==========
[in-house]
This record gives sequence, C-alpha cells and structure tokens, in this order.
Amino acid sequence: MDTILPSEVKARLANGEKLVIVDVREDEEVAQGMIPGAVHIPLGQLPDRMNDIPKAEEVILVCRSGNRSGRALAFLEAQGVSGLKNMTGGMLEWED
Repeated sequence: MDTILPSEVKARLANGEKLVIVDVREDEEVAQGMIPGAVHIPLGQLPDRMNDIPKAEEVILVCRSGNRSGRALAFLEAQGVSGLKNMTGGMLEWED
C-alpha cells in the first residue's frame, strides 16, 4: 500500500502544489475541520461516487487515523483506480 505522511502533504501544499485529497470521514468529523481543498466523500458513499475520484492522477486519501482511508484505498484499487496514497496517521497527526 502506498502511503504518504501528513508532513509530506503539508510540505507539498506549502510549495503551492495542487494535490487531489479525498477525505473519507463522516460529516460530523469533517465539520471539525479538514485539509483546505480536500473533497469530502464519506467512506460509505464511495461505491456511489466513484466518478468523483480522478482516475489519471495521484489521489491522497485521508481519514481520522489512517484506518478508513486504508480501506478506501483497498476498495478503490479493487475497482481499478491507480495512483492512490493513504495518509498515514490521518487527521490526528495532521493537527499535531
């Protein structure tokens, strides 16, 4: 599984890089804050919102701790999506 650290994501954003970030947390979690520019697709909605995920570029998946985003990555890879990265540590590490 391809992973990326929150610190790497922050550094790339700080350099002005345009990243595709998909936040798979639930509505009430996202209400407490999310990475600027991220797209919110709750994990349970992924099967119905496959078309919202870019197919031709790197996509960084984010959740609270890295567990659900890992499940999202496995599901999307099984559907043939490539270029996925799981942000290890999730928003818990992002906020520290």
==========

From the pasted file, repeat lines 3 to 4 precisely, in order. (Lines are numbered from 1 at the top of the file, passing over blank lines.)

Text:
Amino acid sequence: MDTILPSEVKARLANGEKLVIVDVREDEEVAQGMIPGAVHIPLGQLPDRMNDIPKAEEVILVCRSGNRSGRALAFLEAQGVSGLKNMTGGMLEWED
Repeated sequence: MDTILPSEVKARLANGEKLVIVDVREDEEVAQGMIPGAVHIPLGQLPDRMNDIPKAEEVILVCRSGNRSGRALAFLEAQGVSGLKNMTGGMLEWED